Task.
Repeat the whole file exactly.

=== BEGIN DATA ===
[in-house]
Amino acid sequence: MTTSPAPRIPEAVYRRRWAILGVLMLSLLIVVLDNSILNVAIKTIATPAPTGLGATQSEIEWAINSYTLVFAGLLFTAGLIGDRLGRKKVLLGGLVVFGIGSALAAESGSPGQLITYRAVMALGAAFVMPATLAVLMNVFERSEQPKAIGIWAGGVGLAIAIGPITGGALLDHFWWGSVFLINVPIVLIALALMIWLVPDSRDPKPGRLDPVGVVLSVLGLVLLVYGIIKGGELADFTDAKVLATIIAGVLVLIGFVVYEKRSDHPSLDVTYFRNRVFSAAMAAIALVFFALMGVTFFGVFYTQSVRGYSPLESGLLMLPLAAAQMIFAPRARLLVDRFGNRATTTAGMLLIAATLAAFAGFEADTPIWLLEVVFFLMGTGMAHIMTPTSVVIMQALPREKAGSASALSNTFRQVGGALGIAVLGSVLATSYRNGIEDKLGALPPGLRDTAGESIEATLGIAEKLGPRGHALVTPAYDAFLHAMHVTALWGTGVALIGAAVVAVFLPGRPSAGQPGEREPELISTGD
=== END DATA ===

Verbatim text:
[in-house]
Amino acid sequence: MTTSPAPRIPEAVYRRRWAILGVLMLSLLIVVLDNSILNVAIKTIATPAPTGLGATQSEIEWAINSYTLVFAGLLFTAGLIGDRLGRKKVLLGGLVVFGIGSALAAESGSPGQLITYRAVMALGAAFVMPATLAVLMNVFERSEQPKAIGIWAGGVGLAIAIGPITGGALLDHFWWGSVFLINVPIVLIALALMIWLVPDSRDPKPGRLDPVGVVLSVLGLVLLVYGIIKGGELADFTDAKVLATIIAGVLVLIGFVVYEKRSDHPSLDVTYFRNRVFSAAMAAIALVFFALMGVTFFGVFYTQSVRGYSPLESGLLMLPLAAAQMIFAPRARLLVDRFGNRATTTAGMLLIAATLAAFAGFEADTPIWLLEVVFFLMGTGMAHIMTPTSVVIMQALPREKAGSASALSNTFRQVGGALGIAVLGSVLATSYRNGIEDKLGALPPGLRDTAGESIEATLGIAEKLGPRGHALVTPAYDAFLHAMHVTALWGTGVALIGAAVVAVFLPGRPSAGQPGEREPELISTGD